Project (2018-)

Oil Corporate Magazines in the 1950s and 1960s


Flavio Costantini, Cover, Rivista Shell Italiana, June 1963

Raoul M. de Angelis, Cover, Rivista Shell Italiana, April 1960

Marcello Muccini, Cover, Esso Rivista, May 1951

Vera Strawinsky, Cover, Esso Rivista, March 1955

Anonymous, Cover, Il Gatto Selvatico, September 1955

With the youngest members of society demanding, loud and clear, to stop anthropogenic climate change, public debate on planetary environmental crisis is resurgent. Older activists wonder why the well-founded warnings pronounced in the 1970s were soon forgotten, except for the echoes that emerge at intervals in the wake of natural or man-made catastrophes. The steady effort of ecologists (a kind of basso continuo) acting in private associations and in the framework of the United Nations to establish clear worldwide policies is usually acknowledged only for short periods of time around spectacular actions, conventions, and intergovernmental negotiations.

In recognition of the difficulties in making environmentalist concerns and actions popular, artists, historians, philosophers, and critics have grouped together around the Environmental Humanities, a flourishing discipline that strives to overcome the divide between the “two cultures.”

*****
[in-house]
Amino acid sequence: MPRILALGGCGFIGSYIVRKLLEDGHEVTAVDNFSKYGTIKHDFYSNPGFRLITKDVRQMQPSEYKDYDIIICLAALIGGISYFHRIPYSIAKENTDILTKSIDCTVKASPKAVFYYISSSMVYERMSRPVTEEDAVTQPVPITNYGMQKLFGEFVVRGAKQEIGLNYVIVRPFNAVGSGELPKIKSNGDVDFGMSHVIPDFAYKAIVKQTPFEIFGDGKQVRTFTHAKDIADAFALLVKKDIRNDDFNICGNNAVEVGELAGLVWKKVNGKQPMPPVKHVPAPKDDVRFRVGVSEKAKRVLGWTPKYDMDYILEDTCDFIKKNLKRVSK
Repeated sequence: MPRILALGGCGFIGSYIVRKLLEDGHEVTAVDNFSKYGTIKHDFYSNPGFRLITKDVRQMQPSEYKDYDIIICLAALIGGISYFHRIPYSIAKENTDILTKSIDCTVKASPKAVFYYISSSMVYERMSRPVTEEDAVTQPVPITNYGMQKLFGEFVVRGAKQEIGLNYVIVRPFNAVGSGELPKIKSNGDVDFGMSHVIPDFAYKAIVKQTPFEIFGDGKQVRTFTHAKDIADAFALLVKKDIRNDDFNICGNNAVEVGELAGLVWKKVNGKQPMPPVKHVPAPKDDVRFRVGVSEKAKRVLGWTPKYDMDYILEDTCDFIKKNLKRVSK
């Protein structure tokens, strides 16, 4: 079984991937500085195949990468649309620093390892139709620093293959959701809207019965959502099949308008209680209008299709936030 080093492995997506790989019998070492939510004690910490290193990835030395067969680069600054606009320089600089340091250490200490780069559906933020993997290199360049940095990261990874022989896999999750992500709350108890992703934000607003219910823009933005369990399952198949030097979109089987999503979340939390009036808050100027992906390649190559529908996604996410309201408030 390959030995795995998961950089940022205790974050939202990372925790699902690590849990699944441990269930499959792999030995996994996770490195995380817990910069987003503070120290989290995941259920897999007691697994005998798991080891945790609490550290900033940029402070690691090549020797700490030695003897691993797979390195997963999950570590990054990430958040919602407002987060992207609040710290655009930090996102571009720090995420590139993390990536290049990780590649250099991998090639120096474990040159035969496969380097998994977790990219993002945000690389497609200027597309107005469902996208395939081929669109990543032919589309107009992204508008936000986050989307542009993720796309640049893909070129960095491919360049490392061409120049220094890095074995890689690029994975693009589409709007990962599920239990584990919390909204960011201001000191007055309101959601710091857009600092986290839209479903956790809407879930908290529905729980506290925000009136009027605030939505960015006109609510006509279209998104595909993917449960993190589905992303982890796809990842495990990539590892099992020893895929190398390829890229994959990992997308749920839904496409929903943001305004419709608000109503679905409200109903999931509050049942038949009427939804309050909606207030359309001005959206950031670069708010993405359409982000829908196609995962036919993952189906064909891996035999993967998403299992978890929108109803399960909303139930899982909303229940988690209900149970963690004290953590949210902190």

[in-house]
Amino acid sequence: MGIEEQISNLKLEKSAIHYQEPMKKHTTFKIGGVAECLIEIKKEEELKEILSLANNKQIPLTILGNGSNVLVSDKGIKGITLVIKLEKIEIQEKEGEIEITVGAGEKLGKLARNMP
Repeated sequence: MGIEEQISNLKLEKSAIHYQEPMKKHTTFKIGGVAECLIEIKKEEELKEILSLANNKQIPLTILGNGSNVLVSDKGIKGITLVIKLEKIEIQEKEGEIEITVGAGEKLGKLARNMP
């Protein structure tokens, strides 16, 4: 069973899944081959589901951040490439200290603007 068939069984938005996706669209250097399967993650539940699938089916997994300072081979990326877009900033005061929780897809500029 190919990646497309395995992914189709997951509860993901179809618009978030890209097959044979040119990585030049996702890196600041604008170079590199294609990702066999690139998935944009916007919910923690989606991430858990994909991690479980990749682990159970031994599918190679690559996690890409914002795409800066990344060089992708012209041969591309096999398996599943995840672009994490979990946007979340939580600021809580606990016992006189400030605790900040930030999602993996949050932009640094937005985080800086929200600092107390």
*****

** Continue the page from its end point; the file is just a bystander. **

Considering that the extraction of petroleum has a huge environmental impact and the use of fossil fuels is one of the main causes of global warming, my project aims to spotlight the rhetorical strategies that have been applied to enter the carbon era, with a side glance at the aesthetics recently deployed to exit it. The search for the most effective instruments to convince the population to support ecology has its historical parallel—and mirror image—in the mobilization of support for mass motorization in Western societies after World War II.

My research aims to reveal the emotional investment that accompanied the expansion of the oil industry in Western Europe, as documented in particular sources of the 1950s and 1960s: the staff and customer magazines of the largest oil companies active in Europe. The popularization of science and technology was supported in such media by essays, photography, and the fine arts. This project discusses case studies of intellectuals and artists who did not simply deliver reports and illustrations of the oil industry but offered praise or critical views of the profound changes caused to the environment and society by oil extraction and mass motorization.